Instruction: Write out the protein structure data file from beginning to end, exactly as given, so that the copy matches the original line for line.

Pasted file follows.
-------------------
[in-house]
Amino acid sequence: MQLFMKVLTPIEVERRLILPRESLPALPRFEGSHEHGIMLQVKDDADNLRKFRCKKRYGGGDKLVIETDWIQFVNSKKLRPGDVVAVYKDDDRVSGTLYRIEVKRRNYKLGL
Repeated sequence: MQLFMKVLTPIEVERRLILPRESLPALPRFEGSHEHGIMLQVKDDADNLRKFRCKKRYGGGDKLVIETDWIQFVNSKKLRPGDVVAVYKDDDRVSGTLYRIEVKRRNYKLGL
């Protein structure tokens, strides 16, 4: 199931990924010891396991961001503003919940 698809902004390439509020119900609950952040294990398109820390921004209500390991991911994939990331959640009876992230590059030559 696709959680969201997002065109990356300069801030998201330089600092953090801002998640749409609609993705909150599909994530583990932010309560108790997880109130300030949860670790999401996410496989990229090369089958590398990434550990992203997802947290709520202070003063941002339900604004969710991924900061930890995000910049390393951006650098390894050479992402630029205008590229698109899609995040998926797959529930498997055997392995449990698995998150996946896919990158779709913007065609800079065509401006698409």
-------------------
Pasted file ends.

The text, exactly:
[in-house]
Amino acid sequence: MQLFMKVLTPIEVERRLILPRESLPALPRFEGSHEHGIMLQVKDDADNLRKFRCKKRYGGGDKLVIETDWIQFVNSKKLRPGDVVAVYKDDDRVSGTLYRIEVKRRNYKLGL
Repeated sequence: MQLFMKVLTPIEVERRLILPRESLPALPRFEGSHEHGIMLQVKDDADNLRKFRCKKRYGGGDKLVIETDWIQFVNSKKLRPGDVVAVYKDDDRVSGTLYRIEVKRRNYKLGL
């Protein structure tokens, strides 16, 4: 199931990924010891396991961001503003919940 698809902004390439509020119900609950952040294990398109820390921004209500390991991911994939990331959640009876992230590059030559 696709959680969201997002065109990356300069801030998201330089600092953090801002998640749409609609993705909150599909994530583990932010309560108790997880109130300030949860670790999401996410496989990229090369089958590398990434550990992203997802947290709520202070003063941002339900604004969710991924900061930890995000910049390393951006650098390894050479992402630029205008590229698109899609995040998926797959529930498997055997392995449990698995998150996946896919990158779709913007065609800079065509401006698409």